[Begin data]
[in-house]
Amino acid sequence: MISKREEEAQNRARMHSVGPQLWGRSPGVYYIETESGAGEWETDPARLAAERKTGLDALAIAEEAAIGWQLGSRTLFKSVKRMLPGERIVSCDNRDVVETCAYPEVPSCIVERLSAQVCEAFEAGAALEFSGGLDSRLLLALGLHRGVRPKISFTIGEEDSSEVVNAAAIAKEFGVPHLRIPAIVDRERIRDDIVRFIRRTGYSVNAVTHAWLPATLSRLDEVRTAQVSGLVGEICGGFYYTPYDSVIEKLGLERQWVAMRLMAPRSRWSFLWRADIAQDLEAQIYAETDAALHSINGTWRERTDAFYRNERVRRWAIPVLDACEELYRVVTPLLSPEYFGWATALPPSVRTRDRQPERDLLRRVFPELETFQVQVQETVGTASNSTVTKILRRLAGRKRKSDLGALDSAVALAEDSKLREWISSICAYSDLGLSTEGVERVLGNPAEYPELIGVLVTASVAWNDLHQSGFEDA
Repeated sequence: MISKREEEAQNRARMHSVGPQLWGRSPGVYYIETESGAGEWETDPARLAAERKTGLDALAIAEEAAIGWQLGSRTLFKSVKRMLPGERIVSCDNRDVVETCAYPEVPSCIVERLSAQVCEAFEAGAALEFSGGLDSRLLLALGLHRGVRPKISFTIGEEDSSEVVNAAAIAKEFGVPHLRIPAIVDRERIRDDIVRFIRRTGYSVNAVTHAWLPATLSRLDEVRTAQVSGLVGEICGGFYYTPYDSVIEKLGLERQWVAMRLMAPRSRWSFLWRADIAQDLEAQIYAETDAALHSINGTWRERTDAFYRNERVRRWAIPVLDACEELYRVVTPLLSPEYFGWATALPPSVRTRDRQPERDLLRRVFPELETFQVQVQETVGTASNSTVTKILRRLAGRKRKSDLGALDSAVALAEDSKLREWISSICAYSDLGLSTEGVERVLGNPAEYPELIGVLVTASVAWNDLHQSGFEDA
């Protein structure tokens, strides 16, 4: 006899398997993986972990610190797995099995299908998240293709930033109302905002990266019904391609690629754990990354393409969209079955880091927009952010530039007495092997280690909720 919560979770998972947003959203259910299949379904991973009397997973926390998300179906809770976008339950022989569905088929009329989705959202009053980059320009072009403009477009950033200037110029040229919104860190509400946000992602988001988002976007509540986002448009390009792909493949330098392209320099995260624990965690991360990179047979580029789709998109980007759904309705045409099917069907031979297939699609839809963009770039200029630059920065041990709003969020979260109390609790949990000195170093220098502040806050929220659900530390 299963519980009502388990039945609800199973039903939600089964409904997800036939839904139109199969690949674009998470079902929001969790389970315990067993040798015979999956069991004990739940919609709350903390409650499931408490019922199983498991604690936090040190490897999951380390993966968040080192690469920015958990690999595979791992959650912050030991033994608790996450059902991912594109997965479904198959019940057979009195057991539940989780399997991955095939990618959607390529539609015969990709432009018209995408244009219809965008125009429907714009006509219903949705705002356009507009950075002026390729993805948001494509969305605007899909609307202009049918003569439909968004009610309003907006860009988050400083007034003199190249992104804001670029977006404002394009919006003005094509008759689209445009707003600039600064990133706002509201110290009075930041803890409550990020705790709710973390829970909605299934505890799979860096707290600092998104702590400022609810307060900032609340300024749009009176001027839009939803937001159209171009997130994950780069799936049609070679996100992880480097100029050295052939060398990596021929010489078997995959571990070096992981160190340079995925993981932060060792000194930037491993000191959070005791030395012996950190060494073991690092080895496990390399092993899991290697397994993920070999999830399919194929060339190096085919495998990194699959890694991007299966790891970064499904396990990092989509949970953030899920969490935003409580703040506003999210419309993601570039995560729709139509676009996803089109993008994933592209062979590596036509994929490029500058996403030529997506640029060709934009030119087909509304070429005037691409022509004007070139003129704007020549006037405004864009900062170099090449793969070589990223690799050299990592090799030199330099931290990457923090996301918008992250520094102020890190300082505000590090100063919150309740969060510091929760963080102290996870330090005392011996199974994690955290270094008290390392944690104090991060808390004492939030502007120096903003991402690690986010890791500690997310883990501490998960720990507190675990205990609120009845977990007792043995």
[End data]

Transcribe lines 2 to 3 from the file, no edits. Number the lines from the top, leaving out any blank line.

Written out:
Amino acid sequence: MISKREEEAQNRARMHSVGPQLWGRSPGVYYIETESGAGEWETDPARLAAERKTGLDALAIAEEAAIGWQLGSRTLFKSVKRMLPGERIVSCDNRDVVETCAYPEVPSCIVERLSAQVCEAFEAGAALEFSGGLDSRLLLALGLHRGVRPKISFTIGEEDSSEVVNAAAIAKEFGVPHLRIPAIVDRERIRDDIVRFIRRTGYSVNAVTHAWLPATLSRLDEVRTAQVSGLVGEICGGFYYTPYDSVIEKLGLERQWVAMRLMAPRSRWSFLWRADIAQDLEAQIYAETDAALHSINGTWRERTDAFYRNERVRRWAIPVLDACEELYRVVTPLLSPEYFGWATALPPSVRTRDRQPERDLLRRVFPELETFQVQVQETVGTASNSTVTKILRRLAGRKRKSDLGALDSAVALAEDSKLREWISSICAYSDLGLSTEGVERVLGNPAEYPELIGVLVTASVAWNDLHQSGFEDA
Repeated sequence: MISKREEEAQNRARMHSVGPQLWGRSPGVYYIETESGAGEWETDPARLAAERKTGLDALAIAEEAAIGWQLGSRTLFKSVKRMLPGERIVSCDNRDVVETCAYPEVPSCIVERLSAQVCEAFEAGAALEFSGGLDSRLLLALGLHRGVRPKISFTIGEEDSSEVVNAAAIAKEFGVPHLRIPAIVDRERIRDDIVRFIRRTGYSVNAVTHAWLPATLSRLDEVRTAQVSGLVGEICGGFYYTPYDSVIEKLGLERQWVAMRLMAPRSRWSFLWRADIAQDLEAQIYAETDAALHSINGTWRERTDAFYRNERVRRWAIPVLDACEELYRVVTPLLSPEYFGWATALPPSVRTRDRQPERDLLRRVFPELETFQVQVQETVGTASNSTVTKILRRLAGRKRKSDLGALDSAVALAEDSKLREWISSICAYSDLGLSTEGVERVLGNPAEYPELIGVLVTASVAWNDLHQSGFEDA